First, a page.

Department of Justice Canada

Department of Justice Canada

March 23, 2011 15:52 ET

Legislation Standing Up for Victims of Crime Receives Royal Assent

OTTAWA, ONTARIO--(Marketwire - March 23, 2011) - The Honourable Rob Nicholson, P.C., Q.C., M.P. for Niagara Falls, Minister of Justice and Attorney General of Canada is pleased to announce that legislation aimed at ensuring more truth in sentencing and protecting children from on-line sexual exploitation received Royal Assent today.

"The safety and security of law-abiding Canadians is a priority for this Government," said Minister Nicholson. "Our Government has taken action to ensure the rights of victims are respected and that tough action is taken against murderers, white collar criminals and Internet child pornography offences." 

Four Bills have received Royal Assent:

  • S-6 - Serious Time for the Most Serious Crime Act:
    Ensures a 'life' sentence means life by repealing the "faint-hope clause" that allows murderers to obtain early parole. Victims' families will be spared the anguish of attending repeated parole eligibility hearings and having to relive their losses, over and over again.
  • C-21 - Standing Up For Victims of White Collar Crime Act:
    Cracks down on white collar crime by toughening sentences for fraud and requiring judges to consider restitution for victims.
  • C-22 - An Act respecting the mandatory reporting of Internet child pornography by persons who provide an Internet service:
    Helps protect children from online sexual exploitation by requiring suppliers of Internet services to report online child pornography. This bill will help identify victims so they may be rescued, and improve law enforcement's ability to identify, apprehend and prosecute offenders.
  • C-48 - Protecting Canadians by Ending Sentence Discounts for Multiple Murders Act:
    Helps ensure that each life taken is acknowledged in the sentencing process and that those who commit multiple murders can serve a sentence that more adequately reflects the heinous nature of their crimes. It allows judges to impose consecutive parole ineligibility periods on individuals convicted of more than one first- or second-degree murder.

"Our Government is working to ensure the justice system delivers justice more fairly and effectively," said Minister Nicholson. "These Bills will help ensure convicted criminals receive sentences that truly reflect the severity of their crimes, making our streets and communities safer."

The four bills will come into force on dates yet to be determined. Online versions of the bills can be found at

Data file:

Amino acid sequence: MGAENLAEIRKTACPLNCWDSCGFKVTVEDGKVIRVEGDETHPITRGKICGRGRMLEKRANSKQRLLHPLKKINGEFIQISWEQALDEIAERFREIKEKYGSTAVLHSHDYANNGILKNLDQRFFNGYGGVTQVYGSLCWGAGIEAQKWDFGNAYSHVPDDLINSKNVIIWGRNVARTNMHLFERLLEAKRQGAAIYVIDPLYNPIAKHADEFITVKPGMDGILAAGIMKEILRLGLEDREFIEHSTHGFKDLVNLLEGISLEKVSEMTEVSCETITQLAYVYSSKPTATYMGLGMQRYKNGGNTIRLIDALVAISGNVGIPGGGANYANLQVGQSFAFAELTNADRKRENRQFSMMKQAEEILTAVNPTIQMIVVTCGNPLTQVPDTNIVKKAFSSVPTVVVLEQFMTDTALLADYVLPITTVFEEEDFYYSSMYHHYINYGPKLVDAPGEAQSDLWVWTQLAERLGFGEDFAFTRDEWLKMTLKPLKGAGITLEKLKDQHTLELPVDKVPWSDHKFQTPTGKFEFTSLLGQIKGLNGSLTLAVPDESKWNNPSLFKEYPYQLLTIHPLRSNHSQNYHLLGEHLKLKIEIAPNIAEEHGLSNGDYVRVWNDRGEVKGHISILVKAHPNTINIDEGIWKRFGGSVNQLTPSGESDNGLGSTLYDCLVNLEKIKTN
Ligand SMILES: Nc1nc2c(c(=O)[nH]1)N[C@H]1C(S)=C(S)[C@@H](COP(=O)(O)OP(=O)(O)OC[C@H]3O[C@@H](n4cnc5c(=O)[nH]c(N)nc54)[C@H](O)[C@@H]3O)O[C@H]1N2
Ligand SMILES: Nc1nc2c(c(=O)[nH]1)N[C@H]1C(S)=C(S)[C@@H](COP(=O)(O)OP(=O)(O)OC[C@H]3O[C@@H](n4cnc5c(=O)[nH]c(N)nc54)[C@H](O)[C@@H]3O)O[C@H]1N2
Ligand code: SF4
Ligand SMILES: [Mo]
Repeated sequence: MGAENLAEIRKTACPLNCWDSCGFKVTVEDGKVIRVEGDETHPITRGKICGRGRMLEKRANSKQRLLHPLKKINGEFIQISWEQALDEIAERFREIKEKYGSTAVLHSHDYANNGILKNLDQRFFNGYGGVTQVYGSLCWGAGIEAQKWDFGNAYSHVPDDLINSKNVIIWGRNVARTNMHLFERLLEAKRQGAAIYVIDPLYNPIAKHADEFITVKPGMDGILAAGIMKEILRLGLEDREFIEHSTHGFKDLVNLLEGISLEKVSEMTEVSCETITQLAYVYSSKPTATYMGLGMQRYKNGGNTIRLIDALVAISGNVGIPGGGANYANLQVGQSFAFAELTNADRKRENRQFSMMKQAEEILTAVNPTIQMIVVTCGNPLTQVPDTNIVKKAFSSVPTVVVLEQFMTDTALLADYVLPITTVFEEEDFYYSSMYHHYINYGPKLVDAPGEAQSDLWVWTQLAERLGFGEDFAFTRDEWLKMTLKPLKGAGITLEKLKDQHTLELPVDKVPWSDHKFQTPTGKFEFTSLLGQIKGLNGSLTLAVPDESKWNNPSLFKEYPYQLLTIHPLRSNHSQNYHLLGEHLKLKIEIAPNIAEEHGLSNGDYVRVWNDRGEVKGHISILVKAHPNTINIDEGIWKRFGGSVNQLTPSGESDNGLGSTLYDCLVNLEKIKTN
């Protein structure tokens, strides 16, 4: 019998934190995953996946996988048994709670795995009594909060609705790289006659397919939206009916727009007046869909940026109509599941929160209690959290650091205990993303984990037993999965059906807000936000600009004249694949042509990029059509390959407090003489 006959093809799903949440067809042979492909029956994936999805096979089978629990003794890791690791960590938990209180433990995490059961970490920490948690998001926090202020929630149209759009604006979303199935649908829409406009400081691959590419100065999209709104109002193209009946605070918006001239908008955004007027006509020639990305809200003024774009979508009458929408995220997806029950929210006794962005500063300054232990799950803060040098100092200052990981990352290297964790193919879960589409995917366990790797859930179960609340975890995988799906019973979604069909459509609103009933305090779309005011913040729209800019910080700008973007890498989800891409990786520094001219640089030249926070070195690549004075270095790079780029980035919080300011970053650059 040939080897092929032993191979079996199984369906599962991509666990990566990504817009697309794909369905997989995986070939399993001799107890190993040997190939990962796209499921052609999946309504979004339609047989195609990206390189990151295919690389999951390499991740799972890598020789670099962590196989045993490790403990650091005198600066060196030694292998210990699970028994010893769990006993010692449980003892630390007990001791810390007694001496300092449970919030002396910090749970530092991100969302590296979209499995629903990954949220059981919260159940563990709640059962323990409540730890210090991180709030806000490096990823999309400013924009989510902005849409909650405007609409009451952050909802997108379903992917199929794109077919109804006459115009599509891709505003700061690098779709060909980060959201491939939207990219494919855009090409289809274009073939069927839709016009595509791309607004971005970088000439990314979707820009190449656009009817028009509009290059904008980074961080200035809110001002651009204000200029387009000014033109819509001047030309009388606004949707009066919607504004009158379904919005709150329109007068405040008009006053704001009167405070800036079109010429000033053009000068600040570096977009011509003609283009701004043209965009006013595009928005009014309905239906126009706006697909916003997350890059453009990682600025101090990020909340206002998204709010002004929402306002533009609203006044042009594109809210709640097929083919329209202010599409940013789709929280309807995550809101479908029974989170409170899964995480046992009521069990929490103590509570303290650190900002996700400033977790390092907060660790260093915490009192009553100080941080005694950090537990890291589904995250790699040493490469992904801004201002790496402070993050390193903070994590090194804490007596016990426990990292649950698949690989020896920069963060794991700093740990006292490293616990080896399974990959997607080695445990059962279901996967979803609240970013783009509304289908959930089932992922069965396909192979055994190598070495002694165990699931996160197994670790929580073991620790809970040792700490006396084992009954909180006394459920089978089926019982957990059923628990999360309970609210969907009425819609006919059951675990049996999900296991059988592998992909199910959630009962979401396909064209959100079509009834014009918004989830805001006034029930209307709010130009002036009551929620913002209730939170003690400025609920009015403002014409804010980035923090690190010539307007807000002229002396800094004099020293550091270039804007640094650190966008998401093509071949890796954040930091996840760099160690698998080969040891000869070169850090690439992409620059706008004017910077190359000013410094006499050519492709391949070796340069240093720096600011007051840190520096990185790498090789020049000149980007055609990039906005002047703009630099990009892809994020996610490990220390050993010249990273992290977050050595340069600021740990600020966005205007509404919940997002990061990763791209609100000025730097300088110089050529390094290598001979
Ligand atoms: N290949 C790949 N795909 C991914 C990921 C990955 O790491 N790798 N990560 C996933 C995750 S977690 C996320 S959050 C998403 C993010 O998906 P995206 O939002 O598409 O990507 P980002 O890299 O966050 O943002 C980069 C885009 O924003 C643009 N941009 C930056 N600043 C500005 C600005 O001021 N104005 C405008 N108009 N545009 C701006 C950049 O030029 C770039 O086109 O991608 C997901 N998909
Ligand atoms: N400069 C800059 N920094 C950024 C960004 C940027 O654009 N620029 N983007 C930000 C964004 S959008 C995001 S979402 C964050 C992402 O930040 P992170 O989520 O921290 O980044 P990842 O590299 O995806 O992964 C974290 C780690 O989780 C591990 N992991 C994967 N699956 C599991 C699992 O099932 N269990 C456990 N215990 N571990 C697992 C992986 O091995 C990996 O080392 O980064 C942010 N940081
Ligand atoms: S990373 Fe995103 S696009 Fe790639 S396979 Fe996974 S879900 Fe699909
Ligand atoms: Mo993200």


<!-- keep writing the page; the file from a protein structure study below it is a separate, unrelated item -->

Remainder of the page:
(Version française disponible)


Bill S-6, the Serious Time for the Most Serious Crime Act, eliminates the faint-hope clause, ensuring that criminals who commit first-degree murder are not eligible for parole until they serve the full 25 years of their sentence. Similarly, offenders serving life imprisonment for second-degree murder are no longer eligible for parole until their parole ineligibility period is served, which could be up to 25 years.

Bill C-21, the Standing Up For Victims of White Collar Crime Act, includes a mandatory minimum penalty of at least two years for fraud over $1M. It also toughens sentences by adding aggravating factors that courts can consider. These aggravating factors include:

  • if the fraud had a significant impact on the victim, given the victim's particular circumstances, including their age, health and financial situation;

  • the offender's failure to comply with applicable licensing rules or professional standards; and,

  • the magnitude, complexity, and duration of the fraud and the degree of planning that went into it.

Bill C-22, An Act respecting the mandatory reporting of Internet child pornography by persons who provide an Internet service, applies to suppliers of Internet services to the public, including those who provide electronic mail services, Internet content hosting services, and social networking sites. It requires them to:

  • report, to a designated agency, tips they receive regarding Web sites where child pornography may be available to the public; and,

  • notify police and safeguard evidence if they believe that a child pornography offence has been committed using an Internet service that they provide.

Failure to comply with the duties under Bill C-22 will constitute an offence punishable by graduated fines.

Bill C-48, the Protecting Canadians by Ending Sentence Discounts for Multiple Murders Act, allows judges to impose consecutive parole ineligibility periods on individuals convicted of more than one first- or second-degree murder. Under the old system, criminals convicted of multiple murders served their parole ineligibility periods concurrently, meaning that they were eligible to apply for parole after just 10 to 25 years, depending on their sentence.

Contact Information

  • Office of the Minister of Justice
    Pamela Stephens
    Press Secretary
    Department of Justice Canada
    Media Relations